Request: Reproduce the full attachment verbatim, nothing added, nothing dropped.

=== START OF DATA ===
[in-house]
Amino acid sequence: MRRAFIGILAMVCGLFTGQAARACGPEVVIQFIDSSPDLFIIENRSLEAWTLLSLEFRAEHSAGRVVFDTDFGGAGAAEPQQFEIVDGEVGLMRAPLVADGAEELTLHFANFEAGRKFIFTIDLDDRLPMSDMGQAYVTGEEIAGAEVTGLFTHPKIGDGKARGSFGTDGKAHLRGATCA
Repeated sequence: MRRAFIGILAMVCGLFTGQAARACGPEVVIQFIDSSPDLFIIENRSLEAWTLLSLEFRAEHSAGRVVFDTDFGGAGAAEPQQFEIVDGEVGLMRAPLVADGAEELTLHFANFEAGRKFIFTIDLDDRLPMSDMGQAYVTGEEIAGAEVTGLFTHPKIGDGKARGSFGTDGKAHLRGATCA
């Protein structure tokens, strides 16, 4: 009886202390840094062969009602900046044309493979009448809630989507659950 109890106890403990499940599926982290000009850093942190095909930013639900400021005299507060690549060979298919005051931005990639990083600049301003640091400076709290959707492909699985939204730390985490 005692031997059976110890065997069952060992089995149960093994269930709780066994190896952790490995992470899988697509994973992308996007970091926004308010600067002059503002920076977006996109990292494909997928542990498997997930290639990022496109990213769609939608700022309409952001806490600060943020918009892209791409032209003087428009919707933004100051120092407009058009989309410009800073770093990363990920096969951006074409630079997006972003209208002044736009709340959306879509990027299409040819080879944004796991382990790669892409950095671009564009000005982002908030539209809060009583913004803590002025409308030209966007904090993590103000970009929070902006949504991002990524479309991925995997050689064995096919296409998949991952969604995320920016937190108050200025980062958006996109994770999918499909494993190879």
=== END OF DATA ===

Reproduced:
[in-house]
Amino acid sequence: MRRAFIGILAMVCGLFTGQAARACGPEVVIQFIDSSPDLFIIENRSLEAWTLLSLEFRAEHSAGRVVFDTDFGGAGAAEPQQFEIVDGEVGLMRAPLVADGAEELTLHFANFEAGRKFIFTIDLDDRLPMSDMGQAYVTGEEIAGAEVTGLFTHPKIGDGKARGSFGTDGKAHLRGATCA
Repeated sequence: MRRAFIGILAMVCGLFTGQAARACGPEVVIQFIDSSPDLFIIENRSLEAWTLLSLEFRAEHSAGRVVFDTDFGGAGAAEPQQFEIVDGEVGLMRAPLVADGAEELTLHFANFEAGRKFIFTIDLDDRLPMSDMGQAYVTGEEIAGAEVTGLFTHPKIGDGKARGSFGTDGKAHLRGATCA
């Protein structure tokens, strides 16, 4: 009886202390840094062969009602900046044309493979009448809630989507659950 109890106890403990499940599926982290000009850093942190095909930013639900400021005299507060690549060979298919005051931005990639990083600049301003640091400076709290959707492909699985939204730390985490 005692031997059976110890065997069952060992089995149960093994269930709780066994190896952790490995992470899988697509994973992308996007970091926004308010600067002059503002920076977006996109990292494909997928542990498997997930290639990022496109990213769609939608700022309409952001806490600060943020918009892209791409032209003087428009919707933004100051120092407009058009989309410009800073770093990363990920096969951006074409630079997006972003209208002044736009709340959306879509990027299409040819080879944004796991382990790669892409950095671009564009000005982002908030539209809060009583913004803590002025409308030209966007904090993590103000970009929070902006949504991002990524479309991925995997050689064995096919296409998949991952969604995320920016937190108050200025980062958006996109994770999918499909494993190879």